Forget Electability

Jennifer Rubin looks at the latest Quinnipiac Poll and concludes Dumping the ‘electability’ canard is liberating:

If Trump were not delusional, he would be panicked by the [poll] results. He loses to not only former vice president Joe Biden and Sen. Bernie Sanders (I-Vt.), but also South Bend, Ind., Mayor Pete Buttigieg and Sens. Elizabeth Warren (D-Mass.), Kamala D. Harris (D-Calif.) and Cory Booker (D-N.J.). What’s more, in no instance does Trump get more than 42 percent of the vote. If Trump has a ceiling of 42 percent, not only could almost any of the top six or so Democrats win, but they could win by landslide proportions.


And that brings us to the “electability” fetish. The only one among the major candidates with a severe electability problem is the nearly 73-year-old, out-of-shape, unindicted co-conspirator currently residing in the White House. (And if he does lose by double digits, you can be sure a slew of Republicans will go down with him.) If electability is a non-factor for Democratic candidates, then primary voters should feel free to pick the brainiest one, the policy maven, the political veteran or anyone else they like. No one should strain to divine whom other Americans will and will not vote for. (“I’m fine with a woman, but all those other people won’t be.”)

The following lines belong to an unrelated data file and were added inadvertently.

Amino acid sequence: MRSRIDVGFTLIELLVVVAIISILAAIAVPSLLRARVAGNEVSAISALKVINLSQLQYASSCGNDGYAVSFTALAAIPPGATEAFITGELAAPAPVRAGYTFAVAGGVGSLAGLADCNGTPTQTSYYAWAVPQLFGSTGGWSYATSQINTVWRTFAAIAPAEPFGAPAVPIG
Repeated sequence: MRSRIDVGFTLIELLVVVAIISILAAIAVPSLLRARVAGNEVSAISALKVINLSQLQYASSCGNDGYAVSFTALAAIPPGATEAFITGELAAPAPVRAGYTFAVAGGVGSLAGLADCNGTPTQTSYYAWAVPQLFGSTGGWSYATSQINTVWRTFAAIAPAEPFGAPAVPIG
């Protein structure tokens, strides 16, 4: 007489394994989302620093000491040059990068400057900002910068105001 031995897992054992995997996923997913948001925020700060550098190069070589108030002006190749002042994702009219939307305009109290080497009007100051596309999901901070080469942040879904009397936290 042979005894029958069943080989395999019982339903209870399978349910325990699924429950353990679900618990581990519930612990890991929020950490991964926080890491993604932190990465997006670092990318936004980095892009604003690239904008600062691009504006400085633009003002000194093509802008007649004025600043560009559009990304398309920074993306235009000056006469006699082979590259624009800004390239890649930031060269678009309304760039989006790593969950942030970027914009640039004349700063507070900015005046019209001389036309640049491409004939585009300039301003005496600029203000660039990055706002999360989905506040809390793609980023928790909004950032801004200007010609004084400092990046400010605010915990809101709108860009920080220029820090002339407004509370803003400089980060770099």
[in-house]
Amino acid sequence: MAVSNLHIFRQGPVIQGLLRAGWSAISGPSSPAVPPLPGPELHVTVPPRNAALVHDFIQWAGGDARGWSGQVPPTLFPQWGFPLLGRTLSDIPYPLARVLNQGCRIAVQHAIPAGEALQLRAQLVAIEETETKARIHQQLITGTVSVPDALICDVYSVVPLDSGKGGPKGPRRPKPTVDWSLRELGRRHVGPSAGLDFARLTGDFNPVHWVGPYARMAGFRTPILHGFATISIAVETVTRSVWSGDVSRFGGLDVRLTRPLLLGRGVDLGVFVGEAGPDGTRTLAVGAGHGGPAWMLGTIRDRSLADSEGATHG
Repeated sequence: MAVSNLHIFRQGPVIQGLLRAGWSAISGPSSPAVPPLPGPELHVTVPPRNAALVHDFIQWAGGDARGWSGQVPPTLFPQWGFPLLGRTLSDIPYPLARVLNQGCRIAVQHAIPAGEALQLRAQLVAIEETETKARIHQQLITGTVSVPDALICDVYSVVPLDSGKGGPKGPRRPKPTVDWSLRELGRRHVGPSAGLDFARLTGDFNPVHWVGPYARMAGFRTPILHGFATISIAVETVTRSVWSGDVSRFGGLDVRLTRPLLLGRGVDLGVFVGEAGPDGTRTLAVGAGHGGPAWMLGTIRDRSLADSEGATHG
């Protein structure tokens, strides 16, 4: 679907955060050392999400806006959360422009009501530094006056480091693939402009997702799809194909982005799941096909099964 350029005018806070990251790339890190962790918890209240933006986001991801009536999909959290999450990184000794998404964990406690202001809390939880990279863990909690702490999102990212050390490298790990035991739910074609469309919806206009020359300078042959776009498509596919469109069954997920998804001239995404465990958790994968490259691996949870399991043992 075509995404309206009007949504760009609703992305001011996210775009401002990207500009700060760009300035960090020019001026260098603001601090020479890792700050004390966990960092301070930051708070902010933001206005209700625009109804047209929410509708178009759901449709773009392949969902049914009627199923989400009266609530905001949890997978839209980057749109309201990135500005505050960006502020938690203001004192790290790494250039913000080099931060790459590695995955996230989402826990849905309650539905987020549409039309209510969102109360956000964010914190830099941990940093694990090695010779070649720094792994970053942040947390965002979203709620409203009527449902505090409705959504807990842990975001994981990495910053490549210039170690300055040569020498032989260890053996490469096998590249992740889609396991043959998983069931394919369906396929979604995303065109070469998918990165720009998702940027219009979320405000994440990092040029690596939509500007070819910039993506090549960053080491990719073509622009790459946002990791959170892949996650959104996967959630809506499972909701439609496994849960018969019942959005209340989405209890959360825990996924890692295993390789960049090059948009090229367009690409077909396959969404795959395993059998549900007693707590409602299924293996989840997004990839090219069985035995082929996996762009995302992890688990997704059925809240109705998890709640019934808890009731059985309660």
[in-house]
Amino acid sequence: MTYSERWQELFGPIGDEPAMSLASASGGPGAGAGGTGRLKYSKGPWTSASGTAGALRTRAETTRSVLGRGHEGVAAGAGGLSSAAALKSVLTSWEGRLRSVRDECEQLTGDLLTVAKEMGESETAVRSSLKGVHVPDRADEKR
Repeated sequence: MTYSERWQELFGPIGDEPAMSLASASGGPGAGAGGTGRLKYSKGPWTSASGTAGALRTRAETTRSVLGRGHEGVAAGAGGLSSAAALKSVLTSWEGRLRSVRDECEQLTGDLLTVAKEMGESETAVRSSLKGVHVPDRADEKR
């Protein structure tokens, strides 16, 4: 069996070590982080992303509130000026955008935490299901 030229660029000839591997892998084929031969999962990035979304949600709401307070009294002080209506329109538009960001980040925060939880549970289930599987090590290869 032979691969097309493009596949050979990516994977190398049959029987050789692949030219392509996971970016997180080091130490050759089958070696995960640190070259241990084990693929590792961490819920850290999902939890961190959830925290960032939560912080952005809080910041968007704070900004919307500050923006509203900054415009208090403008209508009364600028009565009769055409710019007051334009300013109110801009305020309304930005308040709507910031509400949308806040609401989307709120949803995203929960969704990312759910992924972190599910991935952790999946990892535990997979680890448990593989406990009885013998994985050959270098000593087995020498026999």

Primary voters should pick the one who will unify their own party, drive turnout and govern effectively.

Rubin’s advice is sound – in the end, one should choose from one’s highest standards and best hopes. There’s more than enough strength among Trump’s opponents to send him to the political outer darkness to which he should be consigned.

There’s a local lesson in all this, too. The cautious, careful position these recent years would have been to ignore Trump as best one could, from a reluctance to alienate his most committed supporters. To take that position would have been a moral compromise both wrong and – one may be as certain – unnecessary.

Men and women, having as children graduated from crawling to walking, have no reason to resume their former means of locomotion.

Better still, those who spoken most forthrightly against Trump have fared better in conscience and in standing.  By contrast, those who have chosen the supposedly sensible course of quiet accommodation have done themselves no favors: publications and officials who have sought appeasement have done nothing to arrest their long, slow decline.

There need be, and so there should and will be, no yielding.

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